Britain will not work with Syrian President Bashar al-Assad in the battle against Islamic State (IS) extremists, the foreign secretary has told the BBC.
Philip Hammond said to do so would not be "practical, sensible or helpful".
Former head of the Army Lord Dannatt and ex-Foreign Secretary Sir Malcolm Rifkind called for the move following the beheading of US journalist James Foley by IS militants.
Mr Hammond also defended the monitoring of suspected extremists in the UK.
The UK government has called for President Assad to be removed as Syrian leader as a result of his actions during the country's civil war.
Speaking on BBC Radio 4's The World at One, the foreign secretary said to co-operate with the Syrian regime would "poison" what the UK was trying to achieve.
He said: "We may very well find that we are fighting, on some occasions, the same people that he is but that doesn't make us his ally."
Earlier, Lord Dannatt called for a dialogue.
He told BBC Radio 4's Today programme: "I think whether it's above the counter or below the counter, a conversation has got to be held with him."
Sir Malcolm, the chairman of Parliament's Intelligence and Security Committee, said history had shown that "sometimes you actually have to make an arrangement with some nasty people in order to get rid of some even nastier ones".
The US has described IS, which has seized large swathes of northern Iraq, as the biggest threat it has faced in recent years.
In the video of Mr Foley's murder, IS militants threatened to kill another American if the US did not stop its air strikes against the group in northern Iraq.
Police and security services are trying to identify the jihadist - who had an English accent - who appeared in footage of Mr Foley's killing.
Unconfirmed reports suggest the man is from London or south-east England.
Mr Hammond said the authorities were "devoting significant amounts of resource to identifying the individual".
The government has defended its approach to extremists at home, following calls for a change in strategy prompted by the killing.
Mr Hammond said "significant powers" were available to deal with people planning to travel to Syria or Iraq to fight including withdrawing passports, monitoring them while overseas and arresting them on their return.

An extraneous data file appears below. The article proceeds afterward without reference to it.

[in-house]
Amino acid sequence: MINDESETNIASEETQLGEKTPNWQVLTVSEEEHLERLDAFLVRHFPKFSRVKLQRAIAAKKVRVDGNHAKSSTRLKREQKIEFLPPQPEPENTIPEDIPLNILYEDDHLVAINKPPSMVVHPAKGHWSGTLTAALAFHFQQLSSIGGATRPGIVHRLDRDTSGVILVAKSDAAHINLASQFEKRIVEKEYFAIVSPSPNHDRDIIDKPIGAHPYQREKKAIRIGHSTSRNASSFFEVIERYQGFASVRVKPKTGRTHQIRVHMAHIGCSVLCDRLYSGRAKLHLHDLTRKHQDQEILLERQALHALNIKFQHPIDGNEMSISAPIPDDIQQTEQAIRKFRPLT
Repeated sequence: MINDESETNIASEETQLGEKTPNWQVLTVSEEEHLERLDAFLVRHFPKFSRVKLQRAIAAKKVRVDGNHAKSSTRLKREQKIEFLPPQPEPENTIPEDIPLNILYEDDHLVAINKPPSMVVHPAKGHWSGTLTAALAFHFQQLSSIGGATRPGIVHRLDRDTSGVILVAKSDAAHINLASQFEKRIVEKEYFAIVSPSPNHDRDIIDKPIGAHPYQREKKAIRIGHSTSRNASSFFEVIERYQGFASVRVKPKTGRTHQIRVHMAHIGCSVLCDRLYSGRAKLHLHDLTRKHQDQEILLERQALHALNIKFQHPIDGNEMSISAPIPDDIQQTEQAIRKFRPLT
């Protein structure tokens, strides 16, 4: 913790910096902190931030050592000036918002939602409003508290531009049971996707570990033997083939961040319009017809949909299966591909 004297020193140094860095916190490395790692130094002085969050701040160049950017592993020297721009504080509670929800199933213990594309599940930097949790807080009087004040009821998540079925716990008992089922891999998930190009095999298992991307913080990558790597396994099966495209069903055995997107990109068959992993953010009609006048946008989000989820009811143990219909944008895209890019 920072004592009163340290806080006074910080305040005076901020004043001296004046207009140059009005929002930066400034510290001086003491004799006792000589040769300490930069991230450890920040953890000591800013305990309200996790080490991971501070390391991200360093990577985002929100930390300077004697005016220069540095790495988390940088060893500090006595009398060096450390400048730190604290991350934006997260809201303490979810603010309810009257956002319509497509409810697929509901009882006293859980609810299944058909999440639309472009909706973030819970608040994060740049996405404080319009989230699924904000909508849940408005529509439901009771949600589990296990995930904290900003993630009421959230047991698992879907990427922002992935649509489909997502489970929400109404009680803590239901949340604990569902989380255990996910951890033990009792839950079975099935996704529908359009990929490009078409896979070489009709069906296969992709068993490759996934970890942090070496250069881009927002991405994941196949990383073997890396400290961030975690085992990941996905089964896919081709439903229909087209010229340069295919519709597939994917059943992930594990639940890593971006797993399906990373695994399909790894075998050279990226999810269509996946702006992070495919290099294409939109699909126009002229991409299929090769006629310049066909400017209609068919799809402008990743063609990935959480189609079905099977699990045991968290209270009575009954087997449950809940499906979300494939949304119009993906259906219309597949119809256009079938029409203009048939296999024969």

The Independent Reviewer of Terrorism Legislation, David Anderson, said the right balance had been achieved between protecting freedom and security.
However, Mr Anderson said he had recommended tougher restrictions on terror suspects kept under Terrorism Prevention and Investigation Measures (TPims).
TPims are used to restrict movement, the use of computers and mobile phones and meetings with others. They replaced the previous system of control orders - which were more restrictive - in 2011.
Lord Carlile, a former independent reviewer of terrorism laws, said no TPims were currently in place, because ones previously imposed had all expired.
He said: "The government decided to have no more, for reasons which I have never understood."
He called for control orders to be reintroduced and for more investment in the Prevent strategy, which distributes money to anti-extremism schemes across the country.
He added: "We must ensure that the Prevent strand of counter-terrorism policy is given the funding it needs so that it can work in all parts of the country".
The Home Office said TPims had been introduced because control orders were not working and were being "struck down by the courts".
It said the "strongest possible action" would be taken to protect national security, adding: "Ultimately the best place for terrorists is behind bars and we will prosecute those who break the law."
Usman Nawaz, a former government adviser on extremism, told the BBC: "I don't think the government is doing enough to have a conversation with young Muslims, or to understand what's going on in the mind of young Muslims, the vast majority of whom completely reject the ideas and ideologies of [IS]."
A former Labour Foreign Office minister, Kim Howells, said successive governments and religious leaders were to blame for the radicalisation of Muslims in Britain.
Mr Howells said it was time to address the "narrative" among some Muslims that they were the victims of a "plot" to suppress them.